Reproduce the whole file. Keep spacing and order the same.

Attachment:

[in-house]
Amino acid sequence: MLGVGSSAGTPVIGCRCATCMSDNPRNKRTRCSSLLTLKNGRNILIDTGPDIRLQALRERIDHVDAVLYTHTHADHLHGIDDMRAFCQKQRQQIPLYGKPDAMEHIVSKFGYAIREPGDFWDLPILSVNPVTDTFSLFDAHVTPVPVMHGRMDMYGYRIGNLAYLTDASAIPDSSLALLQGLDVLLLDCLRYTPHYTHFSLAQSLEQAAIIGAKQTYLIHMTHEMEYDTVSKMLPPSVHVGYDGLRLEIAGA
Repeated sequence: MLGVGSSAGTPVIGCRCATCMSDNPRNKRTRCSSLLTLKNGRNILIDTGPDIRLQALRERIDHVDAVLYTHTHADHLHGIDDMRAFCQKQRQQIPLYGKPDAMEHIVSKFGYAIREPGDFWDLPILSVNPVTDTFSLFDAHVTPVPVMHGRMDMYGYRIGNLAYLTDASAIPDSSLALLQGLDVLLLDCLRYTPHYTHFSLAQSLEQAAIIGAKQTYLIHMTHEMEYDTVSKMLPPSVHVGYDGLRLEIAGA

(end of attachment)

[in-house]
Amino acid sequence: MLGVGSSAGTPVIGCRCATCMSDNPRNKRTRCSSLLTLKNGRNILIDTGPDIRLQALRERIDHVDAVLYTHTHADHLHGIDDMRAFCQKQRQQIPLYGKPDAMEHIVSKFGYAIREPGDFWDLPILSVNPVTDTFSLFDAHVTPVPVMHGRMDMYGYRIGNLAYLTDASAIPDSSLALLQGLDVLLLDCLRYTPHYTHFSLAQSLEQAAIIGAKQTYLIHMTHEMEYDTVSKMLPPSVHVGYDGLRLEIAGA
Repeated sequence: MLGVGSSAGTPVIGCRCATCMSDNPRNKRTRCSSLLTLKNGRNILIDTGPDIRLQALRERIDHVDAVLYTHTHADHLHGIDDMRAFCQKQRQQIPLYGKPDAMEHIVSKFGYAIREPGDFWDLPILSVNPVTDTFSLFDAHVTPVPVMHGRMDMYGYRIGNLAYLTDASAIPDSSLALLQGLDVLLLDCLRYTPHYTHFSLAQSLEQAAIIGAKQTYLIHMTHEMEYDTVSKMLPPSVHVGYDGLRLEIAGA